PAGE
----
In metallic carbon nanotubes with defects, the electric current flow is expected to have characteristic spatial patterns depending on the nature of the defects. Here, we show, using first-principles transport calculations, that locally rotating loop currents in nanometer scale can be generated near defects in carbon nanotubes by quantum interference of conducting and quasi-bound states of electrons. The loop currents appear at energies near transmission dips, having opposite directions at lower- and higher-energy sides of the transmission dips and disappearing exactly at the centers of the dips. Temporal modulations of gate voltage around a transmission dip can produce oscillating magnetic dipoles, inducing magnetic fields that reflect characteristics of defects. This generation of loop currents and magnetic dipoles by quantum interference can generally occur in any nanostructure and it is potentially useful for novel electronic and magnetic nanodevices.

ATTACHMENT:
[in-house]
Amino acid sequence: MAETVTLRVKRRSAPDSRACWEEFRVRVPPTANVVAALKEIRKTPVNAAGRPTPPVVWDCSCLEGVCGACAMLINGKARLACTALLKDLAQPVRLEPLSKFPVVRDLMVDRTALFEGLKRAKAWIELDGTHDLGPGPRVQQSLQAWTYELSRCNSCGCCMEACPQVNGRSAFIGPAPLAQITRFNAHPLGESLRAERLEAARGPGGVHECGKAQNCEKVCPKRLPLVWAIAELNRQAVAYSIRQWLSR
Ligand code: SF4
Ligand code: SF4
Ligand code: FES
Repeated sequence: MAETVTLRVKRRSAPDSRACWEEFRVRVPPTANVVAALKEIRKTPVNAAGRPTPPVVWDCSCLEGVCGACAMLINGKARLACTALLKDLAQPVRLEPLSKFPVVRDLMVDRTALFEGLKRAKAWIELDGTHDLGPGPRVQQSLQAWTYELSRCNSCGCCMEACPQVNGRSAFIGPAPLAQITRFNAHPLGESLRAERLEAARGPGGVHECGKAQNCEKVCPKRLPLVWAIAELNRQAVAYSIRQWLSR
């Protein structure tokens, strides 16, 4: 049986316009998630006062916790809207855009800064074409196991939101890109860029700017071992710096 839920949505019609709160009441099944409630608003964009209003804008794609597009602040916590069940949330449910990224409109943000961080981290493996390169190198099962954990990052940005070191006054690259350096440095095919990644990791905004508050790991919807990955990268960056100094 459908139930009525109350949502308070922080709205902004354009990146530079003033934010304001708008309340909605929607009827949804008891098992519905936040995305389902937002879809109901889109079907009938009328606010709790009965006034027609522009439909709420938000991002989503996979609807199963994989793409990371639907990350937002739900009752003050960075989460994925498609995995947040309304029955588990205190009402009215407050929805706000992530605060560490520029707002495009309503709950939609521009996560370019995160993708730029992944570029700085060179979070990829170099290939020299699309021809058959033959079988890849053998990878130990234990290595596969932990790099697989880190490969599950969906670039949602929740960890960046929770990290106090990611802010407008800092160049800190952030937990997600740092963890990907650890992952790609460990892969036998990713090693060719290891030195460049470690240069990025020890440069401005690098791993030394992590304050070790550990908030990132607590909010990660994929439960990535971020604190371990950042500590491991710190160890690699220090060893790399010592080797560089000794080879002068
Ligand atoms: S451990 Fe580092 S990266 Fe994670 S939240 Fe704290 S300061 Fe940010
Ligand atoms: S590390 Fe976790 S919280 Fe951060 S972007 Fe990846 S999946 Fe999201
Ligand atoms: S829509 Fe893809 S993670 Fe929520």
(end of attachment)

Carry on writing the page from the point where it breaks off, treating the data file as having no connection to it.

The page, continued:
All Science Journal Classification (ASJC) codes
- Materials Science(all)
- Condensed Matter Physics
- Mechanical Engineering